The Guatemalan luncheon was attended by most of the Latin American ambassadors and embassy staffs, as well as some ambassadors from other countries. Meron Reuben, the Foreign Ministry’s chief of protocol, presented Bucaro with a JNF tree certificate attesting to the fact that 18 trees have been planted in his name in the Ambassadors’ Forest in the Negev.
Also present were representatives of the Hebrew University, Jerusalem Development Authority and Keren Kayemeth LeIsrael-Jewish National Fund, Deputy Mayor of Jerusalem Fleur Hassan-Nahoum, Rabbi Yosef Garmon, Roberto Spindel, the president of the Israel-Latin American Chamber of Commerce, and Guatemala’s most long-standing friends in Jerusalem, Werner and Pamela Loval, who served in the Israel Embassy in Guatemala when it first opened 60 years ago. The couple have a permanent souvenir of Guatemala. One of their daughters was born there, and Werner has for many years been the honorary consul for Guatemala in Jerusalem. The Lovals have made a point of befriending every Guatemalan ambassador to Israel.
At the luncheon Bucaro, noting the embassy’s return to the capital, said: “We were the first.” He was speaking of the original opening of the Guatemalan Embassy in 1955. At that time, Guatemala was the first country to open a legation in Jerusalem, and also the first Latin American country to open an embassy in Israel.
Though unable to attend, because he was on the election campaign trail, Foreign Minister Israel Katz sent a letter thanking Bucaro for the excellent work he had done in heightening Guatemala’s profile in Israel.
Bucaro, who declared himself a Zionist, said that he was concluding his role as Guatemala’s first ambassador to Israel in the 21st century, and opening a new chapter in his life. He thanked Mexican Ambassador Pablo Macedo for all the help he had given him since his new appointment was announced.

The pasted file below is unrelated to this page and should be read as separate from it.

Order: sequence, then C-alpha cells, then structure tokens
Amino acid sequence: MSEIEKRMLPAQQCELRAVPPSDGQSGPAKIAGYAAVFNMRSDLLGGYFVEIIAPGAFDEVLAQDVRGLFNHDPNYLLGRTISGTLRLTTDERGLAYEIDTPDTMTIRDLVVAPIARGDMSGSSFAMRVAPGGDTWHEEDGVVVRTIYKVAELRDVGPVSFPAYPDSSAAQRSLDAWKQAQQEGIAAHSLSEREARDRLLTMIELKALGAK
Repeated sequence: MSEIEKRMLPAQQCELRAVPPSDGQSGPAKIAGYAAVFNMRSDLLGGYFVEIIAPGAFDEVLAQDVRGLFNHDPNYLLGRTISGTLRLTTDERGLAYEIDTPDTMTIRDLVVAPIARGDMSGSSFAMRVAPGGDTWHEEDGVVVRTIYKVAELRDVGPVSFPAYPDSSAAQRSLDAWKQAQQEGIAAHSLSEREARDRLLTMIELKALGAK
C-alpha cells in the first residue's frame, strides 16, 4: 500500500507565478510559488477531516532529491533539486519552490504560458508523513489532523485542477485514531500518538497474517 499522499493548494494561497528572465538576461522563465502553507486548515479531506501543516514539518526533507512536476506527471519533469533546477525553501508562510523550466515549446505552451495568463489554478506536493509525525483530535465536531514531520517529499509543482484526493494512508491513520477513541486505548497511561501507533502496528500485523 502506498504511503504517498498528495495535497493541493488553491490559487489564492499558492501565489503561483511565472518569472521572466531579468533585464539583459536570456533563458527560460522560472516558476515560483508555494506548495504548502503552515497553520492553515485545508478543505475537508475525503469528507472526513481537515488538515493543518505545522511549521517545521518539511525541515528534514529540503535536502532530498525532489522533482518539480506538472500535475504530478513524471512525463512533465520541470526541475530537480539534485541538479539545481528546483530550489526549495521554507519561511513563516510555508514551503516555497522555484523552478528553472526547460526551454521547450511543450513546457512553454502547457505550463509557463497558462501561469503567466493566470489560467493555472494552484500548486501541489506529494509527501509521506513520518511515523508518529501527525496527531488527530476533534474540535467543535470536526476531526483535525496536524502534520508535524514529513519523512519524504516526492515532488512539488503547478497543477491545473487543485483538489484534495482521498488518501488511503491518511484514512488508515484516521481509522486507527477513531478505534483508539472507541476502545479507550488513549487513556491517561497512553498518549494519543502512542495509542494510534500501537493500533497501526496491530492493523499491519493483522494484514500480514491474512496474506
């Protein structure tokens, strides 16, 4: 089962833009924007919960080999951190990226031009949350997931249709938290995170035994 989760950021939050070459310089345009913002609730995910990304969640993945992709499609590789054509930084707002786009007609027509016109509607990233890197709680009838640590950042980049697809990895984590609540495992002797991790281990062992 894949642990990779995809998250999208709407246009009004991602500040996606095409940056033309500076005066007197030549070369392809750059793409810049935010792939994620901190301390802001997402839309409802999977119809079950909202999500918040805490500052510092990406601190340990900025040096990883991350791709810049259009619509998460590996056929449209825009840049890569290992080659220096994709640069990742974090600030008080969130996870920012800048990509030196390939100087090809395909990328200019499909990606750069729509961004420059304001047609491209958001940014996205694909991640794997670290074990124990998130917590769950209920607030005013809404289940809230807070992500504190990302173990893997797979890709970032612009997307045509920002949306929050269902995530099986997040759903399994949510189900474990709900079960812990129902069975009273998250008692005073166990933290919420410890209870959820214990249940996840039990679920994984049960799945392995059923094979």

Referring to Mexico as Guatemala’s big brother across the border, Bucaro noted that, in addition to the embassy, there are 14 Guatemalan consulates in Mexico. One of the things he intends to do in his new capacity is to increase the fight against antisemitism.
Bucaro promised that he would promote Jerusalem wherever he went in the world, saying “diplomacy helps to make things possible.” He suggested to all his guests that they pray for the peace of Jerusalem. “It doesn’t have to be in a church or a synagogue,” he said.
He also said that just as Israel has created green corridors with the planting of trees, Guatemala intends to do the same. Speaking privately to The Jerusalem Post, he said: “I am a Zionist and I will stay a Zionist, and I will return to Jerusalem.”
■ AT THE evening reception at the Japanese residence in Herzliya Pituah, there were fewer guests than usual. Some had also been invited to the Dominican Republic national day and had opted to go there or to go there first, and others, such as a large group of Japanese businesspeople, plus an Israeli pop culture personality, had to stay away because they were in quarantine.